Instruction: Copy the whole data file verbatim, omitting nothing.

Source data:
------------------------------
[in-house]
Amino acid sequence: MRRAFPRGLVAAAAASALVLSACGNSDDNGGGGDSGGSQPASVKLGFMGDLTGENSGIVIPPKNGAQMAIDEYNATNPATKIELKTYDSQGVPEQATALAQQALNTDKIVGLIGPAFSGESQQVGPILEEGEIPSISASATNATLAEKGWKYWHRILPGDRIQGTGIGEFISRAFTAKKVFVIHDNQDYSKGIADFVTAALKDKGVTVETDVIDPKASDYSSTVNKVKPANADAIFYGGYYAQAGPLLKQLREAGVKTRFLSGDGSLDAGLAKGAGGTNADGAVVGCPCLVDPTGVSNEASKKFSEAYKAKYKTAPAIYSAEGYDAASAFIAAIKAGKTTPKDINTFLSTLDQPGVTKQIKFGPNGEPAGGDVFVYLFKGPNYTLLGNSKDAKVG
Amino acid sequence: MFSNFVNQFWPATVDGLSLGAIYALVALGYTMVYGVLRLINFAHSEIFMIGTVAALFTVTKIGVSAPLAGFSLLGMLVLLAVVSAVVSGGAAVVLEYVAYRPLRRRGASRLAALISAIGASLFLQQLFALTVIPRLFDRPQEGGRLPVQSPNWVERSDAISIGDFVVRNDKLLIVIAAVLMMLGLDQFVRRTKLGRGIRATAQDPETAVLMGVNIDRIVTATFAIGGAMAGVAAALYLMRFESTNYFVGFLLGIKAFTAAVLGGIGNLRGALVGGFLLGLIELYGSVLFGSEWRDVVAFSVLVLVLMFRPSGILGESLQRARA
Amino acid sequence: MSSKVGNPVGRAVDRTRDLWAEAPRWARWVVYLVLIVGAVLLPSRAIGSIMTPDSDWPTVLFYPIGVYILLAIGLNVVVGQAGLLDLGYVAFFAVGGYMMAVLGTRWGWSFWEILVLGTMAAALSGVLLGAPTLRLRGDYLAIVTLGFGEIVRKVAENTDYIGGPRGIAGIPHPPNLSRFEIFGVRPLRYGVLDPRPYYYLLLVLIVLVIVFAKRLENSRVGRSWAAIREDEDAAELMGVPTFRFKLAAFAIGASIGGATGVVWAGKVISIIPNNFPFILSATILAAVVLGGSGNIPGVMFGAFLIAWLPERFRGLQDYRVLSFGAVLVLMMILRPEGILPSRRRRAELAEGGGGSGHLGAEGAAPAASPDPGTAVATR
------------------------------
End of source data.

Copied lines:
[in-house]
Amino acid sequence: MRRAFPRGLVAAAAASALVLSACGNSDDNGGGGDSGGSQPASVKLGFMGDLTGENSGIVIPPKNGAQMAIDEYNATNPATKIELKTYDSQGVPEQATALAQQALNTDKIVGLIGPAFSGESQQVGPILEEGEIPSISASATNATLAEKGWKYWHRILPGDRIQGTGIGEFISRAFTAKKVFVIHDNQDYSKGIADFVTAALKDKGVTVETDVIDPKASDYSSTVNKVKPANADAIFYGGYYAQAGPLLKQLREAGVKTRFLSGDGSLDAGLAKGAGGTNADGAVVGCPCLVDPTGVSNEASKKFSEAYKAKYKTAPAIYSAEGYDAASAFIAAIKAGKTTPKDINTFLSTLDQPGVTKQIKFGPNGEPAGGDVFVYLFKGPNYTLLGNSKDAKVG
Amino acid sequence: MFSNFVNQFWPATVDGLSLGAIYALVALGYTMVYGVLRLINFAHSEIFMIGTVAALFTVTKIGVSAPLAGFSLLGMLVLLAVVSAVVSGGAAVVLEYVAYRPLRRRGASRLAALISAIGASLFLQQLFALTVIPRLFDRPQEGGRLPVQSPNWVERSDAISIGDFVVRNDKLLIVIAAVLMMLGLDQFVRRTKLGRGIRATAQDPETAVLMGVNIDRIVTATFAIGGAMAGVAAALYLMRFESTNYFVGFLLGIKAFTAAVLGGIGNLRGALVGGFLLGLIELYGSVLFGSEWRDVVAFSVLVLVLMFRPSGILGESLQRARA
Amino acid sequence: MSSKVGNPVGRAVDRTRDLWAEAPRWARWVVYLVLIVGAVLLPSRAIGSIMTPDSDWPTVLFYPIGVYILLAIGLNVVVGQAGLLDLGYVAFFAVGGYMMAVLGTRWGWSFWEILVLGTMAAALSGVLLGAPTLRLRGDYLAIVTLGFGEIVRKVAENTDYIGGPRGIAGIPHPPNLSRFEIFGVRPLRYGVLDPRPYYYLLLVLIVLVIVFAKRLENSRVGRSWAAIREDEDAAELMGVPTFRFKLAAFAIGASIGGATGVVWAGKVISIIPNNFPFILSATILAAVVLGGSGNIPGVMFGAFLIAWLPERFRGLQDYRVLSFGAVLVLMMILRPEGILPSRRRRAELAEGGGGSGHLGAEGAAPAASPDPGTAVATR